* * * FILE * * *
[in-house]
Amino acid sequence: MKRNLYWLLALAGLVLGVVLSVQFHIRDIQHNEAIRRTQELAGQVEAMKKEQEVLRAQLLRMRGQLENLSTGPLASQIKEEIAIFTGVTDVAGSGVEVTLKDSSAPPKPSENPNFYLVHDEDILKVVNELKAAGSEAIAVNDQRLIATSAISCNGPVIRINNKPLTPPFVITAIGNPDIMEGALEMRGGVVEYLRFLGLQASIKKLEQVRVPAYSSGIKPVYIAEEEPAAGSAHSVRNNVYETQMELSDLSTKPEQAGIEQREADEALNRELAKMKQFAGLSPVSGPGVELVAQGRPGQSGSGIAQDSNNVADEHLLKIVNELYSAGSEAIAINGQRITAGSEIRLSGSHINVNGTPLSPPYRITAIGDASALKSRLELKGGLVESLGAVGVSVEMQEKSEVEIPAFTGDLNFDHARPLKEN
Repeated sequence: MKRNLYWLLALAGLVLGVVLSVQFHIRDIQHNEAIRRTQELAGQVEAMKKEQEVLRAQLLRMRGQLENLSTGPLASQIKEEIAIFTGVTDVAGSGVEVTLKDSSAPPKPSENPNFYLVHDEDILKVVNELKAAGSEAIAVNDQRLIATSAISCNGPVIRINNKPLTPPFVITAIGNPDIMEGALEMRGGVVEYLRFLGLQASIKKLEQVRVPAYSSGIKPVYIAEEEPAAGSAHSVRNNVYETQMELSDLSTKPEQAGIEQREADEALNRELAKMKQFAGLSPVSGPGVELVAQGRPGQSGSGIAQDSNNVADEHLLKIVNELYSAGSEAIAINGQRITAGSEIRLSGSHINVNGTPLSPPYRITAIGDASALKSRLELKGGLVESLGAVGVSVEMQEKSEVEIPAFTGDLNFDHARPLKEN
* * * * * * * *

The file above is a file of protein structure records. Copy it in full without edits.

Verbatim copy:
[in-house]
Amino acid sequence: MKRNLYWLLALAGLVLGVVLSVQFHIRDIQHNEAIRRTQELAGQVEAMKKEQEVLRAQLLRMRGQLENLSTGPLASQIKEEIAIFTGVTDVAGSGVEVTLKDSSAPPKPSENPNFYLVHDEDILKVVNELKAAGSEAIAVNDQRLIATSAISCNGPVIRINNKPLTPPFVITAIGNPDIMEGALEMRGGVVEYLRFLGLQASIKKLEQVRVPAYSSGIKPVYIAEEEPAAGSAHSVRNNVYETQMELSDLSTKPEQAGIEQREADEALNRELAKMKQFAGLSPVSGPGVELVAQGRPGQSGSGIAQDSNNVADEHLLKIVNELYSAGSEAIAINGQRITAGSEIRLSGSHINVNGTPLSPPYRITAIGDASALKSRLELKGGLVESLGAVGVSVEMQEKSEVEIPAFTGDLNFDHARPLKEN
Repeated sequence: MKRNLYWLLALAGLVLGVVLSVQFHIRDIQHNEAIRRTQELAGQVEAMKKEQEVLRAQLLRMRGQLENLSTGPLASQIKEEIAIFTGVTDVAGSGVEVTLKDSSAPPKPSENPNFYLVHDEDILKVVNELKAAGSEAIAVNDQRLIATSAISCNGPVIRINNKPLTPPFVITAIGNPDIMEGALEMRGGVVEYLRFLGLQASIKKLEQVRVPAYSSGIKPVYIAEEEPAAGSAHSVRNNVYETQMELSDLSTKPEQAGIEQREADEALNRELAKMKQFAGLSPVSGPGVELVAQGRPGQSGSGIAQDSNNVADEHLLKIVNELYSAGSEAIAINGQRITAGSEIRLSGSHINVNGTPLSPPYRITAIGDASALKSRLELKGGLVESLGAVGVSVEMQEKSEVEIPAFTGDLNFDHARPLKEN